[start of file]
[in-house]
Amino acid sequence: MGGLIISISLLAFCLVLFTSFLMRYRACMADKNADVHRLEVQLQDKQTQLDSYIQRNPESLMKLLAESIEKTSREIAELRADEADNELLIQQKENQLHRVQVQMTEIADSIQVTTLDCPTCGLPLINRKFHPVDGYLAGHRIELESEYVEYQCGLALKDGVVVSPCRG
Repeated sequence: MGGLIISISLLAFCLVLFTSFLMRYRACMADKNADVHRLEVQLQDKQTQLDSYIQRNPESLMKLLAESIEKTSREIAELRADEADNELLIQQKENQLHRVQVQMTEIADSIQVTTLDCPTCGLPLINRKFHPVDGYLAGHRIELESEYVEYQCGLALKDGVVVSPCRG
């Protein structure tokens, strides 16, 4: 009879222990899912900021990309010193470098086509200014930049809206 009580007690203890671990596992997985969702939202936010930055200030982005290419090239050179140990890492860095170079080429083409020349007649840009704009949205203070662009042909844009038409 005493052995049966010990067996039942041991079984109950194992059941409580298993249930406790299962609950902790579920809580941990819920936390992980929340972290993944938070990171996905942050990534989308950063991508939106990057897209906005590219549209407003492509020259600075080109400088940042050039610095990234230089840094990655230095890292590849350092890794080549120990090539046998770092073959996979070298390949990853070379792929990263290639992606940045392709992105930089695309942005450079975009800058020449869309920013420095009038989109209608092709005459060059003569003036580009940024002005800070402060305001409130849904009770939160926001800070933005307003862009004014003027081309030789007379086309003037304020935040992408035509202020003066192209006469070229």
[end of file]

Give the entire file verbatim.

[in-house]
Amino acid sequence: MGGLIISISLLAFCLVLFTSFLMRYRACMADKNADVHRLEVQLQDKQTQLDSYIQRNPESLMKLLAESIEKTSREIAELRADEADNELLIQQKENQLHRVQVQMTEIADSIQVTTLDCPTCGLPLINRKFHPVDGYLAGHRIELESEYVEYQCGLALKDGVVVSPCRG
Repeated sequence: MGGLIISISLLAFCLVLFTSFLMRYRACMADKNADVHRLEVQLQDKQTQLDSYIQRNPESLMKLLAESIEKTSREIAELRADEADNELLIQQKENQLHRVQVQMTEIADSIQVTTLDCPTCGLPLINRKFHPVDGYLAGHRIELESEYVEYQCGLALKDGVVVSPCRG
């Protein structure tokens, strides 16, 4: 009879222990899912900021990309010193470098086509200014930049809206 009580007690203890671990596992997985969702939202936010930055200030982005290419090239050179140990890492860095170079080429083409020349007649840009704009949205203070662009042909844009038409 005493052995049966010990067996039942041991079984109950194992059941409580298993249930406790299962609950902790579920809580941990819920936390992980929340972290993944938070990171996905942050990534989308950063991508939106990057897209906005590219549209407003492509020259600075080109400088940042050039610095990234230089840094990655230095890292590849350092890794080549120990090539046998770092073959996979070298390949990853070379792929990263290639992606940045392709992105930089695309942005450079975009800058020449869309920013420095009038989109209608092709005459060059003569003036580009940024002005800070402060305001409130849904009770939160926001800070933005307003862009004014003027081309030789007379086309003037304020935040992408035509202020003066192209006469070229």